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Gear, Gear & Gadgets, RYAN REPORT // January 7, 2019 // By


Helly Hansen’s original synthetic baselayer transitions into a mid-layer jacket worth raving about.

With 11 World Cup top 10s, Erin Mielzinski is the best slalom skier Canada has produced in more than 40 years. Indeed, she was the first to win a World Cup slalom since Betsy Clifford in 1971. Mielzinski credits a lot of things for her success, including her Helly Hansen LIFALOFT jacket.

“I never wear a jacket in our training courses, even when it’s -40C. They’re just too bulky around the arms,” she says. “This jacket felt natural and free—and it keeps me warmer than my thick jacket.”

Erin Mielzinski

LIFALOFT is the latest innovation from Helly Hansen based on Lifa fibres. When Lifa launched in 1970, it was the first synthetic baselayer; it wicked moisture away from the skin and dispersing it for quick evaporation. Lifa has gone through a lot of iterations and advancements since then, but all were designed in-house and related to next-to-skin comfort. In that sense, LIFALOFT is a departure. It’s the first-ever insulation with Lifa and the first collaboration with an outside brand, in this case PrimaLoft, a leading synthetic puffy supplier.

Helly Hansen blended Lifa and PrimaLoft together to create a new warmer insulation. Weaving the mix into a sheet created a material with more tiny air pockets than other synthetic insulations, which translates into more warmth for less weight. It’s also hydrophobic, meaning it repels water and dries fast. Plus, making LIFALOFT uses significantly less water than most other synthetic insulations.

Helly Hansen first used the new material to make a jacket for the Swedish national ski team. Since the skiers spend so much time living out of a suitcase, they wanted a jacket they could use for training—and also wear to dinner. The LIFALOFT Insulator collection of thinner puffy jackets and vests pack warmth without looking too technical or taking up too much room. As a sponsor of Alpine Canada, Helly Hansen gave the national team LIFALOFT jackets as well.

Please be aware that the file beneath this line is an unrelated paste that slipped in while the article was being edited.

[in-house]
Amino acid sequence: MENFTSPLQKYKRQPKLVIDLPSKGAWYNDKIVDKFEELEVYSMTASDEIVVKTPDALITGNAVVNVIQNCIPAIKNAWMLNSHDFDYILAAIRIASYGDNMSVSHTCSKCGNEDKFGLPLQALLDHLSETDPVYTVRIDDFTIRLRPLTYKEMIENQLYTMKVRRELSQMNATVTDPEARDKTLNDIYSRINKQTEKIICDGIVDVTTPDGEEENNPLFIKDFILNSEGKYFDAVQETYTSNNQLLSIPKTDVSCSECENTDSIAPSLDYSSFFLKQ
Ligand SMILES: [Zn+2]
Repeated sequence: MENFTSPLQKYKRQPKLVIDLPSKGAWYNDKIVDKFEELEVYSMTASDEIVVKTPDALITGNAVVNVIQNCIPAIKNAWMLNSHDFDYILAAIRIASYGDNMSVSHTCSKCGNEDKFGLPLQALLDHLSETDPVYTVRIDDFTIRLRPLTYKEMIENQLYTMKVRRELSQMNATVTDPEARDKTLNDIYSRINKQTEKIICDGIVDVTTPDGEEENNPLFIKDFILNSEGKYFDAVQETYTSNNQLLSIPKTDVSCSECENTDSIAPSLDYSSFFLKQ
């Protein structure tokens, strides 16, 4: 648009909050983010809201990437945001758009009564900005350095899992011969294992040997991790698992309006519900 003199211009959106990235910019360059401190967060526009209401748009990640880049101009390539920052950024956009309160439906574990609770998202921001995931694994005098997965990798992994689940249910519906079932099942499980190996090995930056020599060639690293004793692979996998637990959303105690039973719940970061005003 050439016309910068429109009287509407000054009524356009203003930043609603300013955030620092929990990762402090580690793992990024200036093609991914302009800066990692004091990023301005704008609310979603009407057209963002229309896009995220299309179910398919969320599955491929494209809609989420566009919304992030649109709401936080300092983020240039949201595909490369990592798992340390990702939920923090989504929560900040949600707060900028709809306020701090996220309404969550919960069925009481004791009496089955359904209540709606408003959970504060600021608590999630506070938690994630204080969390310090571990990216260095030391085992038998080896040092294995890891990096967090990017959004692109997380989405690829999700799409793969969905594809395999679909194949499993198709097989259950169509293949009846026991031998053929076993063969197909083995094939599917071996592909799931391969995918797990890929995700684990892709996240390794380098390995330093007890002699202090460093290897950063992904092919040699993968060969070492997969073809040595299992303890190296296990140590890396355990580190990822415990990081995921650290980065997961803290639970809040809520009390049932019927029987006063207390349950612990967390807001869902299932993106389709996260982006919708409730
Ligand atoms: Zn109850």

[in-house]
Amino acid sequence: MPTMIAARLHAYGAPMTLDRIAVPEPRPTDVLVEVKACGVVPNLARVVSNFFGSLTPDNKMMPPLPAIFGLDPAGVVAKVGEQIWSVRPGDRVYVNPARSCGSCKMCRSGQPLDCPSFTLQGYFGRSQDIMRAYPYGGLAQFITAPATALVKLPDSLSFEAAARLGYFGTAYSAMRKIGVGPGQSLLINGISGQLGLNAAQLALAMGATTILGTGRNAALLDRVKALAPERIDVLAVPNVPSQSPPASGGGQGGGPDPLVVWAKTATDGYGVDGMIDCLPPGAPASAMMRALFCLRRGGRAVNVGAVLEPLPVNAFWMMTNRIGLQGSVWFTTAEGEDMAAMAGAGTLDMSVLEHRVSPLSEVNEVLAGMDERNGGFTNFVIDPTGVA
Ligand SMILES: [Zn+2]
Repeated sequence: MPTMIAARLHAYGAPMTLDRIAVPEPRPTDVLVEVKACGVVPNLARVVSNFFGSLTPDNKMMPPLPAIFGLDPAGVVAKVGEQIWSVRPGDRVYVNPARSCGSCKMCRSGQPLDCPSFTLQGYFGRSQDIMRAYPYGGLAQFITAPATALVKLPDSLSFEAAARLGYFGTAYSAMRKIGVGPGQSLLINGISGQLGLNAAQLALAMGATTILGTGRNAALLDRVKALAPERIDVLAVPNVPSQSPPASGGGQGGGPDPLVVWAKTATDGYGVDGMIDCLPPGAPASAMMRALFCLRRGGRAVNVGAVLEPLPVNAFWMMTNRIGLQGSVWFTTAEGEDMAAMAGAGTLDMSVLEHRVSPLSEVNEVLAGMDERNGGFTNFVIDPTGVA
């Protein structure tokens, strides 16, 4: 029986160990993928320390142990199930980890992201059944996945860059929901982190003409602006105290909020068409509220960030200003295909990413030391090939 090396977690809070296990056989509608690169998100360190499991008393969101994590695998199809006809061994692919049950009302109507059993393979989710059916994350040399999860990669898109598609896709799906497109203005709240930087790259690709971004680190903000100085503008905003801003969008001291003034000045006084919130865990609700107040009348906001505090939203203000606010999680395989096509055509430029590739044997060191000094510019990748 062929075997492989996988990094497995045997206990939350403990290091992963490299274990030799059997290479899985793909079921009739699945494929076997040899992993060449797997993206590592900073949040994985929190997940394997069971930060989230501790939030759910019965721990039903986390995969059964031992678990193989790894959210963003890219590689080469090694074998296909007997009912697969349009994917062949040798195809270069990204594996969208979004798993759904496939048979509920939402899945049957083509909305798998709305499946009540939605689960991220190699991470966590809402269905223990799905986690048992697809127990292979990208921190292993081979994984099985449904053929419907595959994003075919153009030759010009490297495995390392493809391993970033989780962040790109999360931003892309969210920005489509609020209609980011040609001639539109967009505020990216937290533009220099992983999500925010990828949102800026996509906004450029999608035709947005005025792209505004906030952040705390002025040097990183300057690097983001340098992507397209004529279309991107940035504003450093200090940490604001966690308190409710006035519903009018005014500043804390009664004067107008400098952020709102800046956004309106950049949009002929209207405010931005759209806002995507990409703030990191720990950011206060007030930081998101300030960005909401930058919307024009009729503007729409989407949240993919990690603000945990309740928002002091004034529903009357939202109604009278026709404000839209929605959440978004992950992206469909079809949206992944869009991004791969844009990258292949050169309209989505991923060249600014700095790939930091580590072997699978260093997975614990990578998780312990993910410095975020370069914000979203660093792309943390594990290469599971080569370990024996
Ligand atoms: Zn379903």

Beyond the racecourse, Mielzinski certainly wears hers year-round for hiking, camping, traveling and skiing.

“LIFALOFT is thinner yet warmer than standard insulation,” she says. “This makes the jacket more comfortable, easier to pack and gives it that feeling of a second skin.”

But it was heli-skiing last spring with the LIFALOFT under a weatherproof jacket that the technology really impressed her. “What completely blew me away was that, although the weather varied throughout the day, I was completely comfortable,” she says. “Even when I reached the bottom of each run, my temperature didn’t spike. I didn’t have to shed a layer even when many of my fellow skiers did.”

 

 

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Gear, Gear & Gadgets, RYAN REPORT // // By


Helly Hansen’s original synthetic baselayer transitions into a mid-layer jacket worth raving about.

With 11 World Cup top 10s, Erin Mielzinski is the best slalom skier Canada has produced in more than 40 years. Indeed, she was the first to win a World Cup slalom since Betsy Clifford in 1971. Mielzinski credits a lot of things for her success, including her Helly Hansen LIFALOFT jacket.

“I never wear a jacket in our training courses, even when it’s -40C. They’re just too bulky around the arms,” she says. “This jacket felt natural and free—and it keeps me warmer than my thick jacket.”

Erin Mielzinski

LIFALOFT is the latest innovation from Helly Hansen based on Lifa fibres. When Lifa launched in 1970, it was the first synthetic baselayer; it wicked moisture away from the skin and dispersing it for quick evaporation. Lifa has gone through a lot of iterations and advancements since then, but all were designed in-house and related to next-to-skin comfort. In that sense, LIFALOFT is a departure. It’s the first-ever insulation with Lifa and the first collaboration with an outside brand, in this case PrimaLoft, a leading synthetic puffy supplier.

Helly Hansen blended Lifa and PrimaLoft together to create a new warmer insulation. Weaving the mix into a sheet created a material with more tiny air pockets than other synthetic insulations, which translates into more warmth for less weight. It’s also hydrophobic, meaning it repels water and dries fast. Plus, making LIFALOFT uses significantly less water than most other synthetic insulations.

Helly Hansen first used the new material to make a jacket for the Swedish national ski team. Since the skiers spend so much time living out of a suitcase, they wanted a jacket they could use for training—and also wear to dinner. The LIFALOFT Insulator collection of thinner puffy jackets and vests pack warmth without looking too technical or taking up too much room. As a sponsor of Alpine Canada, Helly Hansen gave the national team LIFALOFT jackets as well.

Beyond the racecourse, Mielzinski certainly wears hers year-round for hiking, camping, traveling and skiing.

“LIFALOFT is thinner yet warmer than standard insulation,” she says. “This makes the jacket more comfortable, easier to pack and gives it that feeling of a second skin.”

But it was heli-skiing last spring with the LIFALOFT under a weatherproof jacket that the technology really impressed her. “What completely blew me away was that, although the weather varied throughout the day, I was completely comfortable,” she says. “Even when I reached the bottom of each run, my temperature didn’t spike. I didn’t have to shed a layer even when many of my fellow skiers did.”

 

 

Tags: , ,

Subscribe and SAVE!

Just $5.00 an issue!

1 year (4 issues) for $20 + tax!

Outside Canada?